geom_point() +
facet_grid(. ~ stand) +
coord_equal() +
geom_path(aes(x, y), data = kZone)

Error in eval(expr, envir, enclos) : object 'type' not found

The reason for this error is that on the main ggplot call (first line) we passed aesthetics for shape and color, thus such aesthetics are expected in every subsequent call, included the geom_path we just added.
To avoid this problem, we do not pass any argument to the main ggplot call, moving everything in the geom_point call in the second line.
The following code returns the expected result.

ggplot() +
geom_point(data=kershaw, aes(x=px, y=pz, shape=type, col=pitch_type)) +
facet_grid(. ~ stand) +
coord_equal() +
geom_path(aes(x, y), data = kZone)

In the next steps I’ll show how to make small changes to finalize the plot.
First we store the plot as was created in the last code chunk in an R object named p0.

p0 = ggplot() +
geom_point(data=kershaw, aes(x=px, y=pz, shape=type, col=pitch_type)) +
facet_grid(. ~ stand) +
coord_equal() +
geom_path(aes(x, y), data = kZone)

Then we begin by modifying the axis labels, which is pretty straightforward.

p1 = p0 +
xlab("horizontal location\n(ft. from center of the plate)") +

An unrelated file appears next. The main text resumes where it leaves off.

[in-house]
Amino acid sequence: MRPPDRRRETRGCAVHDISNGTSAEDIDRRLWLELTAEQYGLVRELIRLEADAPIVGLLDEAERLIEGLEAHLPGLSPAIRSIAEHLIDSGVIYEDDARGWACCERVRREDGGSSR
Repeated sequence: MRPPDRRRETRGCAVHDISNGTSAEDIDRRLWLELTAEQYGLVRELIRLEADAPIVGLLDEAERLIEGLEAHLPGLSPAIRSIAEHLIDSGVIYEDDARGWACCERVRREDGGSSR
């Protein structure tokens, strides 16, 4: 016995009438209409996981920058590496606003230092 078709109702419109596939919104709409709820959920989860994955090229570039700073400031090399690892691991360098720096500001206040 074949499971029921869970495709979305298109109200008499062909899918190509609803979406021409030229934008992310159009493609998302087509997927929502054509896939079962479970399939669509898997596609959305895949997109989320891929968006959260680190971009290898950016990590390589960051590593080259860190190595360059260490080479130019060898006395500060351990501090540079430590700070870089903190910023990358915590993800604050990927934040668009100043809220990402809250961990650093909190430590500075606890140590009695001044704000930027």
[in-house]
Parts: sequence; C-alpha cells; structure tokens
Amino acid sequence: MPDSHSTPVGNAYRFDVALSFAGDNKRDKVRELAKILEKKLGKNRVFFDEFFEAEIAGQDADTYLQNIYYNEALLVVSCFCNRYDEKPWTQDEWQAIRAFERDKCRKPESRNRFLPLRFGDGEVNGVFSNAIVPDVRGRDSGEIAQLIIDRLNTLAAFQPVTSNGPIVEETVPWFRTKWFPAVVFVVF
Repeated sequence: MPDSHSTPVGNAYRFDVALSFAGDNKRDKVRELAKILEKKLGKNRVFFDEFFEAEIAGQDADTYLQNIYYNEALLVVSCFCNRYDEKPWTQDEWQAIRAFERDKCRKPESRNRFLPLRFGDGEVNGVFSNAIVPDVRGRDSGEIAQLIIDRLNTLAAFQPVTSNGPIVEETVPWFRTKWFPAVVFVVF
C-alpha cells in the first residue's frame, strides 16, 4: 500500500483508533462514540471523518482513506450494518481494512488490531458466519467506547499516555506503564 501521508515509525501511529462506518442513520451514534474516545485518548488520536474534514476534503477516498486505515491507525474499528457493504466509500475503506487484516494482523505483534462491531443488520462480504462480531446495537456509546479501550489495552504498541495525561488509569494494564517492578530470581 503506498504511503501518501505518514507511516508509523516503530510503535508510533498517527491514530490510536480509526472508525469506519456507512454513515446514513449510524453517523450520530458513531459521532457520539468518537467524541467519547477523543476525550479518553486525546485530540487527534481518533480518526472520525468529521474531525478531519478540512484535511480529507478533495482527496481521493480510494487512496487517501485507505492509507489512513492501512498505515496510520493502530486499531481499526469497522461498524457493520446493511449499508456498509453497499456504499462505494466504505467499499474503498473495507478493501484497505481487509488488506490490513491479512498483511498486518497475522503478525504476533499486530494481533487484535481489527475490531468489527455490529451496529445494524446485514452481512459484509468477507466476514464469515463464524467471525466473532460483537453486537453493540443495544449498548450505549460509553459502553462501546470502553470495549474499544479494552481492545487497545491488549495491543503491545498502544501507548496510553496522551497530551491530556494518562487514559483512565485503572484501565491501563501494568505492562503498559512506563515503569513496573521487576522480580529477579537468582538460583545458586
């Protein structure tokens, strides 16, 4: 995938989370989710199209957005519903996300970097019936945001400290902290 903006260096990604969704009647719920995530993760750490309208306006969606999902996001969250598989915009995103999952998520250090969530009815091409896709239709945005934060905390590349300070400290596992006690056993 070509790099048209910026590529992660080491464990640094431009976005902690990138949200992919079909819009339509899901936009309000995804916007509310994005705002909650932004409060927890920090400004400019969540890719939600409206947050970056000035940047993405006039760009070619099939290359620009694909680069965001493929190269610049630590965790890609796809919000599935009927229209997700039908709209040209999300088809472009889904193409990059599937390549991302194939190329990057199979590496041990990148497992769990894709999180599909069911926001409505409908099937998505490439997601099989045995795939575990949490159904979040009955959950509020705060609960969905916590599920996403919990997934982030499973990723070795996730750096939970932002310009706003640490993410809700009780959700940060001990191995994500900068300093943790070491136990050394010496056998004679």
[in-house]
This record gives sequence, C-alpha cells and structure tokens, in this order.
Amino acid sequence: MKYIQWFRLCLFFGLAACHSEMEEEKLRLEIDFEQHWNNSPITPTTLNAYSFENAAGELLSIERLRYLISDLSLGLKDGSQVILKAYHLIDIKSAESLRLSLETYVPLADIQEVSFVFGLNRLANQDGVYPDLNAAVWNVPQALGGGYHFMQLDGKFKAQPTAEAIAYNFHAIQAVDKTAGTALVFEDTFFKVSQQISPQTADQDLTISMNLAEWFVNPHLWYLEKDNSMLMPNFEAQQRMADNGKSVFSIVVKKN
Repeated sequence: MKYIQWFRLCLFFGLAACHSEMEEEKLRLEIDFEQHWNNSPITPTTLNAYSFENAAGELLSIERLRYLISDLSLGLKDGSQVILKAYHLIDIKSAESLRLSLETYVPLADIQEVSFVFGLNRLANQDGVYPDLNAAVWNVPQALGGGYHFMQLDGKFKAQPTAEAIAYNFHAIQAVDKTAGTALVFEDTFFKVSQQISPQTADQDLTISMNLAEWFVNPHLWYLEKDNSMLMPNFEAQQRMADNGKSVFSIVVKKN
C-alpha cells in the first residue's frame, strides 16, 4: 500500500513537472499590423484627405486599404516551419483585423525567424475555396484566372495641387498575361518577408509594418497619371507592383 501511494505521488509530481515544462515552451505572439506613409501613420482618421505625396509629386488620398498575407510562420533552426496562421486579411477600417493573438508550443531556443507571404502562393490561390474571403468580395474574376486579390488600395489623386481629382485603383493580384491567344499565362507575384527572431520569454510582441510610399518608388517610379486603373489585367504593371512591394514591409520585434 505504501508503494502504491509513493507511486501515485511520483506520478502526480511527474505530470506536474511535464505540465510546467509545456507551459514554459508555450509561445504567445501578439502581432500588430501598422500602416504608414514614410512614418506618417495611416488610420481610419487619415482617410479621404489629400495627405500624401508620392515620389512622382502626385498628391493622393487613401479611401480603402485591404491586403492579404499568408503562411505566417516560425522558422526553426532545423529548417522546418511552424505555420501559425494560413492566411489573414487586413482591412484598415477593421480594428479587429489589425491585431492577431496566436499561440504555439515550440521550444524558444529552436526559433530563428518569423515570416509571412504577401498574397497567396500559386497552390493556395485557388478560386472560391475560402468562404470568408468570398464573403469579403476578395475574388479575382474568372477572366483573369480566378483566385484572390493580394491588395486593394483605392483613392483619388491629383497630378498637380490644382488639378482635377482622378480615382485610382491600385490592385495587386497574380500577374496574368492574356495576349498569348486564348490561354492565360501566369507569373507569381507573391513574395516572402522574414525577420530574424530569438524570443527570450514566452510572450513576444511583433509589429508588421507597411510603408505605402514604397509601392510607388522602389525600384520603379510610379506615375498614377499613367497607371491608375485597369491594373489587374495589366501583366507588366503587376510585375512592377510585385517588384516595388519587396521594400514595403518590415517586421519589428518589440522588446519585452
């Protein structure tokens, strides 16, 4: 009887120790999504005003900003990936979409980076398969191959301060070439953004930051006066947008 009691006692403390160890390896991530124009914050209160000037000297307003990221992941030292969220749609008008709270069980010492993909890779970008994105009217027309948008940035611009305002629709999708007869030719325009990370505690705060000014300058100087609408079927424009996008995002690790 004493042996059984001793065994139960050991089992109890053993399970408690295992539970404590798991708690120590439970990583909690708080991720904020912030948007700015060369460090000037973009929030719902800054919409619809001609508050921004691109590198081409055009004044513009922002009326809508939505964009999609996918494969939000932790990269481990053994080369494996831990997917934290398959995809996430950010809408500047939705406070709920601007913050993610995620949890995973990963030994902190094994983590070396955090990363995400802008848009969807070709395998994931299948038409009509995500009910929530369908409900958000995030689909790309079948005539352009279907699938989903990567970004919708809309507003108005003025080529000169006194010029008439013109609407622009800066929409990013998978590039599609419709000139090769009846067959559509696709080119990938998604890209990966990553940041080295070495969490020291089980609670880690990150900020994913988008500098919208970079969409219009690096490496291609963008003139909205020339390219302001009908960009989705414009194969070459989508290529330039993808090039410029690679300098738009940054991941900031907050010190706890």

ylab("vertical location\n(ft. from ground)")
p1

As a second step we modify the color legend: the legend title is changed to “pitch type” (name argument), the pitch type abbreviations are substituted with full names (labels argument). Also different colors are chosen (values argument).
Note that, since we acted on the color legend, we called the scale_color_manual function.

p2 = p1 +
scale_color_manual(name="pitch type"
, values=c("CU"="blue", "FF"="red", "SL"="black")
, labels=c("CU"="Curveball", "FF"="4-seam Fastball", "SL"="Slider"))
p2

Similarly, the shape part of the legend can be modified as follows.

p3 = p2 +
scale_shape_manual(name="outcome"
, values=c("B"=0, "S"=1, "X"=4)
, labels=c("B"="ball", "S"="strike", "X"="ball in play"))
p3

The plot below is the results of the changes apported to both the color and shape legends.

Let’s say we want to add an entry to the legend to tell people looking at the plot that the box indicates the rulebook strike zone. In order to have something shown in a ggplot2 legend, it has to be passed as an aesthetic: that’s what happens in the plot shown above with the pitch type (passed as the color aesthetic) and outcome (passed as the shape aesthetic).

To obtain what we are looking for, we slightly change the p0 object.

p0 = ggplot() +
geom_point(data=kershaw, aes(x=px, y=pz, shape=type, col=pitch_type)) +
facet_grid(. ~ stand) +